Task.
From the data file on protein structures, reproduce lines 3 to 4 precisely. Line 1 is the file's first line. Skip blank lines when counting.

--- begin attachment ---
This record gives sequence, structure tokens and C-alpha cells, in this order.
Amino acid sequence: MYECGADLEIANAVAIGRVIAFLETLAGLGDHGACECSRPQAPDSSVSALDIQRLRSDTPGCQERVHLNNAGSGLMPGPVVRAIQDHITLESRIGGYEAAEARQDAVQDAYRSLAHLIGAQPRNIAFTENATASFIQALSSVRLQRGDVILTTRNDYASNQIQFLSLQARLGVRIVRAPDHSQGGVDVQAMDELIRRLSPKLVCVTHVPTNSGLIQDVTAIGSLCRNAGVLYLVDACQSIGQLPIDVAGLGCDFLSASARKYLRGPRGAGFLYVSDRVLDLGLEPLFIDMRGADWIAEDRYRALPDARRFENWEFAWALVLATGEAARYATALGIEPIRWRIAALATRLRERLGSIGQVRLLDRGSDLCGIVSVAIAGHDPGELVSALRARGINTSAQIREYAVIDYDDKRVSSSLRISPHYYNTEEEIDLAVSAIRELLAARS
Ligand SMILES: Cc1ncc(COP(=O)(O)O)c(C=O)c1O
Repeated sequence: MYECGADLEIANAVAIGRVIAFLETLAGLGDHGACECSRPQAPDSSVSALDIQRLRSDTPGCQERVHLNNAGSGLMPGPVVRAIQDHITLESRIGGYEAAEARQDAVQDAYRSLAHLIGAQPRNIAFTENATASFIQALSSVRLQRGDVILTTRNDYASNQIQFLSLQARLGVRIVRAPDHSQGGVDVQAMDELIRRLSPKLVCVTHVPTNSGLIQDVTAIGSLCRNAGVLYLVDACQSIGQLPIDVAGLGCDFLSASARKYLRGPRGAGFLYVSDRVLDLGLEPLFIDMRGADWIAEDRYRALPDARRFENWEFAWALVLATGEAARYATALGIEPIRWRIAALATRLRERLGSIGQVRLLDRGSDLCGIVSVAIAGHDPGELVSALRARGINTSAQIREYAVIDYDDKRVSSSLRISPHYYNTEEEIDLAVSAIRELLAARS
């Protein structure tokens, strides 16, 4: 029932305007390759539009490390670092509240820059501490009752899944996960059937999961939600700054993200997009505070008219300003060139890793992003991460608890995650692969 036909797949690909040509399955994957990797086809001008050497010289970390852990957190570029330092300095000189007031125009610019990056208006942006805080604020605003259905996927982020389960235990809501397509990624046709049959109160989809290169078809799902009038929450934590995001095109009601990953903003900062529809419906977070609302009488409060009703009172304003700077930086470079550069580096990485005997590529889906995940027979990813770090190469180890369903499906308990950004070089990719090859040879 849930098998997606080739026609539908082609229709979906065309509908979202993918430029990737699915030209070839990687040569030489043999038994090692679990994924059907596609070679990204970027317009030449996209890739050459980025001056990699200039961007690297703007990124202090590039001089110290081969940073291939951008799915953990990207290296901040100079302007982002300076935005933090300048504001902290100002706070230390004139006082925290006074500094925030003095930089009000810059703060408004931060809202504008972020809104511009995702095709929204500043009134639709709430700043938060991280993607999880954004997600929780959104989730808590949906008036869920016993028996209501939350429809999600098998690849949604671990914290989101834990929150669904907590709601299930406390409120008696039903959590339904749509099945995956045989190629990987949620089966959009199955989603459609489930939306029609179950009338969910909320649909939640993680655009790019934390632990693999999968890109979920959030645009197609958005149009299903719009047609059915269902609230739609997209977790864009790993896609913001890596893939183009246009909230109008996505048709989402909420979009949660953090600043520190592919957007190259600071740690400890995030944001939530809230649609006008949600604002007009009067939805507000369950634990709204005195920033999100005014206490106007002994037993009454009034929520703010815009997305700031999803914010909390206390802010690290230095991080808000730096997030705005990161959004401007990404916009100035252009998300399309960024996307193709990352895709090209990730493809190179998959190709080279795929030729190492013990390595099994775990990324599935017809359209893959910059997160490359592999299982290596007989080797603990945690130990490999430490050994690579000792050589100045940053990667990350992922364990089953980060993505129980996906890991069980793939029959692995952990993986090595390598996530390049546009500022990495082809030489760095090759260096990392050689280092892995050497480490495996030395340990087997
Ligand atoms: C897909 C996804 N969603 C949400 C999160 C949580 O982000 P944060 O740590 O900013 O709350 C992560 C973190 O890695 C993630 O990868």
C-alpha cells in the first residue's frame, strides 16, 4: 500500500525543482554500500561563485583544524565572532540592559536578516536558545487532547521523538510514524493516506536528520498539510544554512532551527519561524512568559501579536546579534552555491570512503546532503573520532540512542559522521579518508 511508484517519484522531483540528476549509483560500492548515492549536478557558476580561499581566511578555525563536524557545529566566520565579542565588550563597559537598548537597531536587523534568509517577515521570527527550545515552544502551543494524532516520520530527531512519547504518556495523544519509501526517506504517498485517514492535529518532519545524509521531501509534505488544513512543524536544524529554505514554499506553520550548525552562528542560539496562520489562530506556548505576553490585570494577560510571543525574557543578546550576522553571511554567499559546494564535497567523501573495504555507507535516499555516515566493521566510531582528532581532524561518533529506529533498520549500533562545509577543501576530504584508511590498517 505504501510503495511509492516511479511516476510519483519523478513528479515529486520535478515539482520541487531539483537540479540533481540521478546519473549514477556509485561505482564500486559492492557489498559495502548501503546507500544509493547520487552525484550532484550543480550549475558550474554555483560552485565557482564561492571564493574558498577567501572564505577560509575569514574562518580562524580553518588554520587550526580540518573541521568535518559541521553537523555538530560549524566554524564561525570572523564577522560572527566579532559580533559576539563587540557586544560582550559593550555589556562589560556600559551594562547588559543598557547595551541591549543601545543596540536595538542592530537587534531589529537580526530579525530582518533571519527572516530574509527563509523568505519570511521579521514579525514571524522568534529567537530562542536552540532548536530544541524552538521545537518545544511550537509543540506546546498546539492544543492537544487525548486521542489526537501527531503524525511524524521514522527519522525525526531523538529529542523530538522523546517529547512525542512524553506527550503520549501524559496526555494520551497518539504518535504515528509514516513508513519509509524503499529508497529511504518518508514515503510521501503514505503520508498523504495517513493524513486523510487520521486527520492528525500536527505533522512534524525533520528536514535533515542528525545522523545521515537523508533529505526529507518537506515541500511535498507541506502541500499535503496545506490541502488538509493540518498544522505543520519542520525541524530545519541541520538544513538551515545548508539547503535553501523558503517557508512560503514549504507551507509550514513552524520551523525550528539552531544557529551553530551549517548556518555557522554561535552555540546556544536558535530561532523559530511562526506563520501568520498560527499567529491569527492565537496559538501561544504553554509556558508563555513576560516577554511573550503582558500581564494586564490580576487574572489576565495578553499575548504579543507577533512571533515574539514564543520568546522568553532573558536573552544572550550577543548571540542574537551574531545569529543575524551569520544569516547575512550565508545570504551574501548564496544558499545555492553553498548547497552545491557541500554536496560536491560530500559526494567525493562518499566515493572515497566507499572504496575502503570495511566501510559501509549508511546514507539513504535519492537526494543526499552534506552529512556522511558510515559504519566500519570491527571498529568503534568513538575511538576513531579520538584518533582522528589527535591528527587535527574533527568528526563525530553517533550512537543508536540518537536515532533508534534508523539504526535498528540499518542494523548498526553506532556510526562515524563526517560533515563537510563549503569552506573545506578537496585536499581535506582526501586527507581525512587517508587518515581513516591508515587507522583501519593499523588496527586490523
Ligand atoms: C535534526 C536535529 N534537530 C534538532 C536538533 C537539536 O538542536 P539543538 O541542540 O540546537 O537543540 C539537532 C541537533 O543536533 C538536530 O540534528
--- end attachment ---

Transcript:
Ligand SMILES: Cc1ncc(COP(=O)(O)O)c(C=O)c1O
Repeated sequence: MYECGADLEIANAVAIGRVIAFLETLAGLGDHGACECSRPQAPDSSVSALDIQRLRSDTPGCQERVHLNNAGSGLMPGPVVRAIQDHITLESRIGGYEAAEARQDAVQDAYRSLAHLIGAQPRNIAFTENATASFIQALSSVRLQRGDVILTTRNDYASNQIQFLSLQARLGVRIVRAPDHSQGGVDVQAMDELIRRLSPKLVCVTHVPTNSGLIQDVTAIGSLCRNAGVLYLVDACQSIGQLPIDVAGLGCDFLSASARKYLRGPRGAGFLYVSDRVLDLGLEPLFIDMRGADWIAEDRYRALPDARRFENWEFAWALVLATGEAARYATALGIEPIRWRIAALATRLRERLGSIGQVRLLDRGSDLCGIVSVAIAGHDPGELVSALRARGINTSAQIREYAVIDYDDKRVSSSLRISPHYYNTEEEIDLAVSAIRELLAARS